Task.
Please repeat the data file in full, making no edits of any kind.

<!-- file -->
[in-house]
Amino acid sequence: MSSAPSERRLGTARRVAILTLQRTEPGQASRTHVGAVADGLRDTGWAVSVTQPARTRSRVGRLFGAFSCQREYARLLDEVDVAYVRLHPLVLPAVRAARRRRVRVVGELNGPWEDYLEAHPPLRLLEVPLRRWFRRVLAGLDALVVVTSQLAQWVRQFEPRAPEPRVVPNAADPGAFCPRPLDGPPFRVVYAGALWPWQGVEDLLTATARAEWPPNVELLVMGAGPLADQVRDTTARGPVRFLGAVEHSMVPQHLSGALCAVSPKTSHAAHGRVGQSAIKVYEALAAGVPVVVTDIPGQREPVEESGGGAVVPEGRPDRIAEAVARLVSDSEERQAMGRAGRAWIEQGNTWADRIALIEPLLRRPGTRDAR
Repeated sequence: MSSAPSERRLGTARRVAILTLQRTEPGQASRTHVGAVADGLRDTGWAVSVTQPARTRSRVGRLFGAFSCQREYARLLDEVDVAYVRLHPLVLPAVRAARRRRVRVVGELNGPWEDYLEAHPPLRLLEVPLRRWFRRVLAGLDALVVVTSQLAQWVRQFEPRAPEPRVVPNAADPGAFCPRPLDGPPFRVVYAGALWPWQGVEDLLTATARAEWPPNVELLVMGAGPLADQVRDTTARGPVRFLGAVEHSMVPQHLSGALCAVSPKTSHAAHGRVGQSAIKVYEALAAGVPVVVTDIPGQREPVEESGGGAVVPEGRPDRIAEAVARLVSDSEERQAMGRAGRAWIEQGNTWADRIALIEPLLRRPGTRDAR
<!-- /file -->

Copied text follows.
[in-house]
Amino acid sequence: MSSAPSERRLGTARRVAILTLQRTEPGQASRTHVGAVADGLRDTGWAVSVTQPARTRSRVGRLFGAFSCQREYARLLDEVDVAYVRLHPLVLPAVRAARRRRVRVVGELNGPWEDYLEAHPPLRLLEVPLRRWFRRVLAGLDALVVVTSQLAQWVRQFEPRAPEPRVVPNAADPGAFCPRPLDGPPFRVVYAGALWPWQGVEDLLTATARAEWPPNVELLVMGAGPLADQVRDTTARGPVRFLGAVEHSMVPQHLSGALCAVSPKTSHAAHGRVGQSAIKVYEALAAGVPVVVTDIPGQREPVEESGGGAVVPEGRPDRIAEAVARLVSDSEERQAMGRAGRAWIEQGNTWADRIALIEPLLRRPGTRDAR
Repeated sequence: MSSAPSERRLGTARRVAILTLQRTEPGQASRTHVGAVADGLRDTGWAVSVTQPARTRSRVGRLFGAFSCQREYARLLDEVDVAYVRLHPLVLPAVRAARRRRVRVVGELNGPWEDYLEAHPPLRLLEVPLRRWFRRVLAGLDALVVVTSQLAQWVRQFEPRAPEPRVVPNAADPGAFCPRPLDGPPFRVVYAGALWPWQGVEDLLTATARAEWPPNVELLVMGAGPLADQVRDTTARGPVRFLGAVEHSMVPQHLSGALCAVSPKTSHAAHGRVGQSAIKVYEALAAGVPVVVTDIPGQREPVEESGGGAVVPEGRPDRIAEAVARLVSDSEERQAMGRAGRAWIEQGNTWADRIALIEPLLRRPGTRDAR